Happy November everyone!

It’s that time of year where writers are coming together to support each other as we all try to hit 50,000 words in one month. Now, how you get that 50k is currently a highly contested topic. Some say you can only work on the one project and must do 50k in that. Others count blog posts if they’re active on blogs. Still others count school assignments (I’ve seen one person mention they do that so that they put school first and don’t fail out).

To me, the most important part of NaNoWriMo is the fact that you are writing and are taking steps to develop the habit. If you’re like me, you may not write 1667 words a day outside of November, but I do try to write every day (and I try to do around 1k a day).

On November 1st, NaNoWriMo and a variety of related things trended and I saw mixed reactions from the writing community. Some “professionals” bashed it and that kind of annoyed me.

What’s wrong with an annual event that encourages writers to work a little extra hard, push themselves a bit further? What’s wrong with an event that gets people interested in this craft of ours? Just because you’re a “professional” doesn’t mean you’re too good for NaNoWriMo.

Honestly? I’m using it as an excuse to catch up and get ahead on writing projects. 50 thousand words can go a long way towards helping me do that.

Enough of that little soapbox. Every NaNoWriMo, I like to do a bit with tips and tricks I’ve seen over the years that help people.

1) Don’t be a Pantser, be a Planner

This sounds weird, especially coming from me. I used to be the Queen of Pantsers. I’d have a vague idea and big dreams. And those two things would carry me about 20-30 thousand words. That’s not to say that there’s anything wrong with pansting, people do it every year and still win.

But from my experience, I do my best work when I plan. When I map out characters and do some research, and have a vague idea of what my end game is going to look like (but NaNoWriMo or not, I end up changing that several times).

Maybe it’s just having that security blanket and knowing I have a solid idea.

Earlier this year, I did a post about eating my words and how I was starting to outline. Take a look at that if you’d like some tips on my process.

2) Have Accountability

If you’re doing NaNoWriMo and haven’t already officially registered on the site, do it. The act of having to go on every single day and update your word count will keep you aware of where you should be vs where you are.

While you’re on the site, you can register for your home region. There you’ll have a ML who should be sending you words of encouragement every week or so and there are events where people get together. I’ve heard of people making lifelong friends. And even if the only time you get together is NaNoWriMo, by joining a region you have some people who are walking alongside you in this journey.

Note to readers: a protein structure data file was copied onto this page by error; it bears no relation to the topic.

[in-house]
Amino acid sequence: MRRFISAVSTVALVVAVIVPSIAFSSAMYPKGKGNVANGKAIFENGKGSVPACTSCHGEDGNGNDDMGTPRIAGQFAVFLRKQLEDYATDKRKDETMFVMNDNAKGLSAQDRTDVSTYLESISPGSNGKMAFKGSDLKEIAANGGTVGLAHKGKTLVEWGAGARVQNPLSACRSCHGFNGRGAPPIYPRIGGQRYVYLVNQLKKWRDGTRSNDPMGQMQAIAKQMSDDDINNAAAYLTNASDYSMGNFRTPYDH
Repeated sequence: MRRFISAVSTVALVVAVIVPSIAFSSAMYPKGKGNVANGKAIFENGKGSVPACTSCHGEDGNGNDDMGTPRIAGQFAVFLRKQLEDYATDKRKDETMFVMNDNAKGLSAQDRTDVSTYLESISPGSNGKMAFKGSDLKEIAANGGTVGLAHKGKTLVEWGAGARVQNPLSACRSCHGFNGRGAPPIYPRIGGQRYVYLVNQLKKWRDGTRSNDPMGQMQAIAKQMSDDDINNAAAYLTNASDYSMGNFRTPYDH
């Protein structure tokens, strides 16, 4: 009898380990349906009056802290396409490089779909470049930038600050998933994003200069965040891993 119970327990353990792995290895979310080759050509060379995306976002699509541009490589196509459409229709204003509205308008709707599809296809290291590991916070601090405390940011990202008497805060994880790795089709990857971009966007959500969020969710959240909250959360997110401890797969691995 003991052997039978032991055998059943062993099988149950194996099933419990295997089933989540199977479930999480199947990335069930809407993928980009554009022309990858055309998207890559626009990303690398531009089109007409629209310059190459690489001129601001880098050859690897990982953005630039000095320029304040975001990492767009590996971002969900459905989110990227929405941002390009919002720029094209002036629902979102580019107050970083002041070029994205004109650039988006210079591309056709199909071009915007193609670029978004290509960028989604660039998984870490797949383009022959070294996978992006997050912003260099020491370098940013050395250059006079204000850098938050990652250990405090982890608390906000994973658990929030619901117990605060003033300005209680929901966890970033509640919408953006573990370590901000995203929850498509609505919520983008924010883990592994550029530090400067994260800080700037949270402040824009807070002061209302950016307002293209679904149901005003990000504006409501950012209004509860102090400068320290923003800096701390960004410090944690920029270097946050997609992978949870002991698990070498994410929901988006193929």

You could also ask your writing friends if they are doing it. If you already have a friendship, pushing each other to make the word count day to day might be easier.

3) Be Careful about Putting Pressure on Yourself

So what if you’re behind? So what if you haven’t even started yet? Yes, the official “win” is hitting 50k in the month of November.

But if you’re writing every day, you’re still putting words on the paper that weren’t there before and that’s the best win of all. To me, NaNoWriMo is a chance for writers to build the habit of daily writing. It’s to encourage all of us to tell a story that we might otherwise not have the chance to tell.

If you’re not where you want to be or where the site says you should be, be careful not to put pressure on yourself to get there.

Maybe you’ll catch up.

Maybe you won’t.

But you’ll still get words on the page.

NaNoWriMo picks 50k for it’s monthly count because that’s the traditional threshold where a story becomes a novel. Keep in mind that number isn’t set across the board and some consider it slightly lower and some consider it significantly higher (one of the highest I’ve seen is Hallmark Publishing which wants 65-85 thousand words).

That being said, there’s a good chance you could hit it and not be done. There’s a chance you could finish your story and not be there.

And that’s okay!

4) Don’t Fall into the Daily Word Count Trap

Sometimes, I even fall for this. I write in chunks that are pretty close to 1667 during NaNoWriMo. And sometimes, I wonder if my writing does a feel a bit disjointed because I’m so focused on getting to that magic number that I forget that the story needs to flow as well.

Be careful when you stop writing for a day that you bringing it to a reasonable stopping point and don’t trail off on the middle of a sentence just because you hit the word count.

5) Just write!

This may seem redundant. After all, NaNoWriMo stands for National Novel WRITING Month. But the idea here is to write.

Your story seems rough and not up to your standards? Trust me, I know from experience right now that rough drafts are called rough for a reason.

But no matter what’s happening, just write. Are you having a bad day? Write. Is it a tough time in your life? Write.

This is a fun time where you can write and there are thousands if not millions of writers are all coming together for one goal.

Here’s hoping that any of you participating are having a great time. I’m rooting for you!

And if you do join midway because of this, good luck! I hope this helped!